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Want a Better Presentation? Appeal to Your Attention-Deficit, Entertain-Me-Now, Wait-While-I-Post-that-on-Facebook Audience


In February 2011, I came up with at “tagline” for myself that goes like this…

In an attention-deficit, entertain-me-now, wait-while-I-post-that-on-Facebook kind of world, the typical business presentation is lame.

It has seemed to resonate with a lot of people.

Have you heard people complaining about how attention-deficit people are today?   Like in the “old day” people were better because they weren’t like they are now.  Yeah, me too.

Here’s the thing.  It’s our new normal.  We are not going back to the good-old-days… Ever.

Like it or not, people today want to be engaged, entertained, enamored.  Since our audience are made up of these people, we need to take this into account — even in business presentations.

What does that mean for your?  Try introducing these elements to hook your audience.


People love to laugh.  How can you surprise and delight them?  Learn about their world and tell some inside jokes about their world — ones that won’t offend of course, but ones that wouldn’t be funny to anyone but them.

One of my favorite formats for doing this is the light bulb joke.  How many ___fill in the blank____ does it take to screw in the light bulb.  Then use elements of the processes your audiences are familiar with to create an absurd number of people needed to screw in a light bulb.

For instance, I once wrote a light bulb joke for Florida Head Start Association leaders.  One of the big things the leaders were dealing with at the time was the use of the ARRA dollars – American Recovery and Reinvestment Act.  The last number needed to screw in the light bulb was “and five people to file the ARRA paperwork.”  They howled.  You or I might not think it was funny, but it was from their world.  It was funny to them.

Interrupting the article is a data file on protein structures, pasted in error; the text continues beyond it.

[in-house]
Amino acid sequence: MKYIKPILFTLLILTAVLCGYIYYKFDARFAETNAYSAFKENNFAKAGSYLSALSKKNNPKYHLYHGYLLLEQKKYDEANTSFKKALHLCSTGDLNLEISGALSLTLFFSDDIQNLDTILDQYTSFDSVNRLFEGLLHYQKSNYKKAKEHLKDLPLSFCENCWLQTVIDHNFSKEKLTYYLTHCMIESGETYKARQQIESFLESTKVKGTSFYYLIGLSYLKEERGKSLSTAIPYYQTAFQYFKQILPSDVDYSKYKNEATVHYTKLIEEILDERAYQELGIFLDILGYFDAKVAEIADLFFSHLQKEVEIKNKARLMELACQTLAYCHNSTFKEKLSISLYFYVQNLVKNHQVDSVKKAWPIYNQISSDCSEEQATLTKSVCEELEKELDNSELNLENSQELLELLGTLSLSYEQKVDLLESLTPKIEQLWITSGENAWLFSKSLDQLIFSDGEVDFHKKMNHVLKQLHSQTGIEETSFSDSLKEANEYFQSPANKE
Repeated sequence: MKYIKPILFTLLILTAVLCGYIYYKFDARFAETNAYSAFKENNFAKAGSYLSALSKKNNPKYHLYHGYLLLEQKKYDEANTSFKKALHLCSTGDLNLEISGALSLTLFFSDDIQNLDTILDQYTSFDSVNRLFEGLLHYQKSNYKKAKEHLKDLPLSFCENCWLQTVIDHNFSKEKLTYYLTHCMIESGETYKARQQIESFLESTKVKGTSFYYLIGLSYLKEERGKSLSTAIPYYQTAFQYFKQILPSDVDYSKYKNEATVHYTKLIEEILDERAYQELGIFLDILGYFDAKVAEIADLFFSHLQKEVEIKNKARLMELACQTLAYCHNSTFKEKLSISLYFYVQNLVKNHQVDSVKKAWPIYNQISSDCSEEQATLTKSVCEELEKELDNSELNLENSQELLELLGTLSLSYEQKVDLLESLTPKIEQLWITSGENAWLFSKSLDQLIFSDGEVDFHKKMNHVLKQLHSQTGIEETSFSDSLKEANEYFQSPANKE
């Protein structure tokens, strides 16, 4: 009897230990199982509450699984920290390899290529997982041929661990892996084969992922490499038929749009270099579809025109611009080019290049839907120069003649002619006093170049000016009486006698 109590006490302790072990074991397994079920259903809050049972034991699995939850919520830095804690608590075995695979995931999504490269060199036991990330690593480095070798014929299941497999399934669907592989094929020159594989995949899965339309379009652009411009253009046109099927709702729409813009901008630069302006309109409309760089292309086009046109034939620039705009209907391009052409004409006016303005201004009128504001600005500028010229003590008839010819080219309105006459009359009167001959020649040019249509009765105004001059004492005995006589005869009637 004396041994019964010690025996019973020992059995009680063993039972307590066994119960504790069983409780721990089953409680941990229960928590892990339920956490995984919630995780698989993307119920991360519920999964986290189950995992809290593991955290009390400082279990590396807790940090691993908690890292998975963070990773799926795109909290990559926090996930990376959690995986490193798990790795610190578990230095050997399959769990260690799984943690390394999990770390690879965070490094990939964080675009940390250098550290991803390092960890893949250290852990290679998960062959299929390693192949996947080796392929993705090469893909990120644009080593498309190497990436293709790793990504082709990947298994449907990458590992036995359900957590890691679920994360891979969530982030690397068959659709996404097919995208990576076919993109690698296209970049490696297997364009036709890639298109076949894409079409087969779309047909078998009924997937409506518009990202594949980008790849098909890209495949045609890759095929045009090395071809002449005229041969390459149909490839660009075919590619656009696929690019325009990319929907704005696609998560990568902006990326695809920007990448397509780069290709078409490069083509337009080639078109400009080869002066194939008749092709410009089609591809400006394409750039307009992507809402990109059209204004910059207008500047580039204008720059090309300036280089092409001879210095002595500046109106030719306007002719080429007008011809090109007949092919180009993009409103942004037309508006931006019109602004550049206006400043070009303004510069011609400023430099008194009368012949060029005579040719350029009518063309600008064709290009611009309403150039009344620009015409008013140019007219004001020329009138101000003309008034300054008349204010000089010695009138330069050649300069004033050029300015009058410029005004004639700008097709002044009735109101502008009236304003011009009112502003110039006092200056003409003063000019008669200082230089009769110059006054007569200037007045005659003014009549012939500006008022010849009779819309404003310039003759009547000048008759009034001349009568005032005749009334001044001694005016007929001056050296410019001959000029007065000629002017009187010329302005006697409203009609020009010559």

What’s a mundane part of your audience’s world?  That’s perfect fodder for comedy that doesn’t offend — and show them that you cared enough about your presentation that you researched their universe.

Fun and Games

Games are a way to get your audience involved and offer them the chance to feel smart.  Whether you make up a twist to a conventional board game or TV game show, a game from childhood or grown-up board games, play helps relax people and bring out their sense of competition.

Personally, I’m not a big fan of games that serve as an analogy for something else.  How is building this igloo like programming software…feels contrived to me.  I prefer games that will test knowledge, add levity, and/or illustrate a specific point better than lecture.

Maybe in future posts I’ll include examples of some of my favorite ways to use games.  If you have favorite games you use, we’d love to hear about them in the comments section!!

Add Video

Assuming you have legal permission to use a video (you would, right?), video can be a great way to add interest and entertainment to your presentation.

You don’t have to use other people’s video – you can create some yourself.  Macs and often PCs now come with video editing software.  Interview some of the audience members and put their responses on the screen.  Show scenes from the group you’re speaking too.  They’ll start looking for their face in the crowd.  Add some fun music underneath (as long you have the legal right to do so).

When you take this advice, pay attention to how the professionals do it.  Don’t stay on any one scene too long.  Tell a story with the video.  Have some action adventure elements to the video.  But don’t let the video drag on for too long… unless you’ve got the Cohen brothers writing for you, you’ll loose the crowd if you overdo it.

The New Normal

Like it or not, the attention-deficit, entertain-me-now, wait-while-I-post-that-on-Facebook kind of world is here to stay.  Lean into it.  Find ways to be more adventurous in your presentations.  You’re attention-deficit audiences will appreciate it!